French Riviera Travel Guide – transportation, hotels, tips + itineraries for 3, 5 and 7 days

  • 18.04.2024 12:21
  • Bruno Arcos

A complete French Riviera travel guide with all the information you need regarding hotels, restaurants, transportation and the best travel tips for those visiting the region. We’ve also included three different itineraries with everything you should see and do in the French Riviera in 3, 5 or 7 days.

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Known for decades as the playground for the wealthy and famous, the French Riviera has earned itself a reputation as an exclusive vacation destination, in part thanks to the postcard images of the yachts of Saint Tropez, the extravagances of Monte-Carlo or the sights of celebrities parading through Cannes. However, the massification of tourism, along with all of its good things and drawbacks, has also led to the democratization of these type of destinations, allowing the average European citizen to now enjoy places and experiences that were once reserved only for the elite.

Yet, the French Riviera – also known as the Côte d’Azur – offers much more than just sun, sand and luxury. In fact, this is also a region of breathtaking landscapes, quaint medieval villages and a rich cultural heritage. That said, while the timeless hotspots remain as charming and glamorous as ever, venturing off the beaten path reveals a more genuine and human side to one of Europe’s most picturesque regions.

So, if you’re planning a trip to this stunning destination, our ultimate French Riviera travel guide is here to help. In addition to practical information about hotels, restaurants, transportation and travel tips, we’ve also put together three comprehensive itineraries, including all the places you must see and visit in the French Riviera in 3, 5 or 7 days.

French Riviera Travel Guide

easyJet airline

How to get to the French Riviera – Flights from the UK

Considered the biggest city in the French Riviera, Nice is the main gateway to the region and is served by the third busiest international airport in France: the Nice Côte d’Azur Airport.

As such, if you’re traveling from the UK, it is possible to fly directly to Nice from London-Heathrow (Air France and British Airways), London-Gatwick (British Airways, Wizz Air and Easyjet), London-Stansted (British Airways, Ryanair and Jet2), London-City (British Airways), London-Luton (Easyjet), Bristol (Easyjet), Manchester (Easyjet and Jet2), Belfast (Easyjet), Edinburgh (Easyjet), Liverpool (Easyjet), Birmingham (Jet2) and Leeds (Jet2).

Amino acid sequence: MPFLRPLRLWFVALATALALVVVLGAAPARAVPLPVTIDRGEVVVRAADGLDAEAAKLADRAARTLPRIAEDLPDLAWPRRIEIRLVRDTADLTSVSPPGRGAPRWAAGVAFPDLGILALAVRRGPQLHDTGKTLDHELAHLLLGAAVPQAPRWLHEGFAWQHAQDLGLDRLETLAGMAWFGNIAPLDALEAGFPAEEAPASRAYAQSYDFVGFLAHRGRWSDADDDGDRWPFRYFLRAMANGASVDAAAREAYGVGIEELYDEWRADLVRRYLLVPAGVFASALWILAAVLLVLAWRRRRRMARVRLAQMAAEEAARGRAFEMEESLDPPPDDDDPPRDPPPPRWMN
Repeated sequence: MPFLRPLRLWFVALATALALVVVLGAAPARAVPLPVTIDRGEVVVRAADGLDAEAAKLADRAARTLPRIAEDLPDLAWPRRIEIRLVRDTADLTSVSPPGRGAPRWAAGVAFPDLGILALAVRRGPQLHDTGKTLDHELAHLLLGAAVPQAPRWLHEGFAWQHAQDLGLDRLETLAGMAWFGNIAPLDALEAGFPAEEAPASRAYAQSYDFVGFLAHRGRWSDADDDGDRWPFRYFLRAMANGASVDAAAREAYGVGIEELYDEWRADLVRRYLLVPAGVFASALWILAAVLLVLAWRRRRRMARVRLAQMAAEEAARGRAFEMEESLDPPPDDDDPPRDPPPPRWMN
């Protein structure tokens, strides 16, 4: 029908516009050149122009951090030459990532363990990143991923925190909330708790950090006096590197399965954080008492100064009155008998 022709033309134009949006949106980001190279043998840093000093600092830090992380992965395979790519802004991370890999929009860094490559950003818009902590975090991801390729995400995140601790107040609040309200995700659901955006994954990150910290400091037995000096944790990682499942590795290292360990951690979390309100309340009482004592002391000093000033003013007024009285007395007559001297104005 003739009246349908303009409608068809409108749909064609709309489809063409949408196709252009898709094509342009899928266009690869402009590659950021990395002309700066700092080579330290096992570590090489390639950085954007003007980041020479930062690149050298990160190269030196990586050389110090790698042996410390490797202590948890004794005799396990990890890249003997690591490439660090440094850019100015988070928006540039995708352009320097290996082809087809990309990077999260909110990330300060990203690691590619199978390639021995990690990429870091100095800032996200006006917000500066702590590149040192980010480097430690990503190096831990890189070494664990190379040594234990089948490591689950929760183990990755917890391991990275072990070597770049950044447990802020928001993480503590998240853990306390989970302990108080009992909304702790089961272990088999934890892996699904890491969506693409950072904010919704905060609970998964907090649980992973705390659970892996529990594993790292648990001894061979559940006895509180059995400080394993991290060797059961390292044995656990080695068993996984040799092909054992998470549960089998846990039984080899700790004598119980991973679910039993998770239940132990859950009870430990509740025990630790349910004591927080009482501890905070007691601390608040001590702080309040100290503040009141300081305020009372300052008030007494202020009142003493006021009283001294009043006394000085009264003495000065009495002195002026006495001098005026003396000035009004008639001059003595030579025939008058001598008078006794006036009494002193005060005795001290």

How many days do I need to visit the French Riviera?

Tricky question. Actually, experiencing the Côte d’Azur can be done just as well over a long weekend as it can over a more extended period. It really depends on the type of experience you’re after and, particularly, the number of stops you’ve planned along your route.

So, if you’d like to do something shorter that only includes Nice and Monaco (another pin for your map), three days will be enough. Beyond that, you can easily spend a week to several months without running out of things to do or places to visit. However, if we only consider the classic stops of Saint Tropez and Cannes, along with the charming towns of Menton and Villefranche-sur-Mer, a full 7 days will allow you to build a pretty interesting itinerary.

French Riviera Travel Guide – Best time to visit the region

Located in the mild and sunny southwest of France, close to the border with neighboring Italy, Spring, Summer and Fall are definitely the most sought-after months when it comes to booking a trip to the French Riviera, with the period between May and September standing out as the most researched. However, keep in mind accommodation prices will be through the roof in the peak of Summer and crowds will definitely be a thing! Especially when visiting smaller towns, the amount of people can be downright overwhelming at times.

On the other hand, you may choose to visit during shoulder-season, when temperatures tend to be more pleasant, the streets less crowded and the prices smaller. After all, the region is famous for boasting around 300 days of sun a year, so it’s not like you risk catching bad weather if you choose to visit in the off-season!

French Riviera Travel Guide – Documents needed for your trip

Since France is part of the EU, British citizens do not need a visa to visit. You’ll just need your passport, which must have been issued within the last 10 years and remain valid for at least 6 months from the date of your trip.

However, keep in mind that starting in 2024, British passengers will need to apply for ETIAS in order to enter any EU country.

French Riviera Travel Guide – Withdrawals, banking fees and travel budget

With the Euro (€) as France’s official currency, any withdrawal using a UK bank card might incur in the payment of several different fees. Besides the percentual fee referring to the currency conversion, some UK banks may also charge a flat commission for withdrawals made outside the UK. In some instances, you may well end up paying 5%-6% of your original withdrawal in banking fees.